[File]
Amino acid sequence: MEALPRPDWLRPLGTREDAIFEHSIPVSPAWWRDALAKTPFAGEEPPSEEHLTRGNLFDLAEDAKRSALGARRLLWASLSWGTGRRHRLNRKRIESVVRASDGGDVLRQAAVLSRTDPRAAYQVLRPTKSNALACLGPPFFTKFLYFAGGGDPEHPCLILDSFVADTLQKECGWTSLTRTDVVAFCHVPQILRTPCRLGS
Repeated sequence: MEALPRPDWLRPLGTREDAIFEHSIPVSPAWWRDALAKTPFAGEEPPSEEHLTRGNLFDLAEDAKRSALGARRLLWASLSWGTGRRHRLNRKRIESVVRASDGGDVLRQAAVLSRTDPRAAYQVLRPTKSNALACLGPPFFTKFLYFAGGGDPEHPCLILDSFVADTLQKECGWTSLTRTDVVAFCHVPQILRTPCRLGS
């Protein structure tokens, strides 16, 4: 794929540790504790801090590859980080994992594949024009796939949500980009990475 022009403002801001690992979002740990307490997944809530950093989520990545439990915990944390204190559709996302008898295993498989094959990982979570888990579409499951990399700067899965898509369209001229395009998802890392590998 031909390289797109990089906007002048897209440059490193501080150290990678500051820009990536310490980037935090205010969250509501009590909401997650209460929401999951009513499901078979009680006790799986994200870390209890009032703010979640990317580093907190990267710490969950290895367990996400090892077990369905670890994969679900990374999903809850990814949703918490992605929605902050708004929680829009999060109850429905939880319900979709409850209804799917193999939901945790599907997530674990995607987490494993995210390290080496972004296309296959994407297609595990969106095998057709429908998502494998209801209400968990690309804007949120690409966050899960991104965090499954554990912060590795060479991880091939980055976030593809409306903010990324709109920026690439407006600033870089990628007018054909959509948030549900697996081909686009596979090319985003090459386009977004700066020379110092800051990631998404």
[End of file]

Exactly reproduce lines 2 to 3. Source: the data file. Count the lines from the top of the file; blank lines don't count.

Repeated sequence: MEALPRPDWLRPLGTREDAIFEHSIPVSPAWWRDALAKTPFAGEEPPSEEHLTRGNLFDLAEDAKRSALGARRLLWASLSWGTGRRHRLNRKRIESVVRASDGGDVLRQAAVLSRTDPRAAYQVLRPTKSNALACLGPPFFTKFLYFAGGGDPEHPCLILDSFVADTLQKECGWTSLTRTDVVAFCHVPQILRTPCRLGS
């Protein structure tokens, strides 16, 4: 794929540790504790801090590859980080994992594949024009796939949500980009990475 022009403002801001690992979002740990307490997944809530950093989520990545439990915990944390204190559709996302008898295993498989094959990982979570888990579409499951990399700067899965898509369209001229395009998802890392590998 031909390289797109990089906007002048897209440059490193501080150290990678500051820009990536310490980037935090205010969250509501009590909401997650209460929401999951009513499901078979009680006790799986994200870390209890009032703010979640990317580093907190990267710490969950290895367990996400090892077990369905670890994969679900990374999903809850990814949703918490992605929605902050708004929680829009999060109850429905939880319900979709409850209804799917193999939901945790599907997530674990995607987490494993995210390290080496972004296309296959994407297609595990969106095998057709429908998502494998209801209400968990690309804007949120690409966050899960991104965090499954554990912060590795060479991880091939980055976030593809409306903010990324709109920026690439407006600033870089990628007018054909959509948030549900697996081909686009596979090319985003090459386009977004700066020379110092800051990631998404």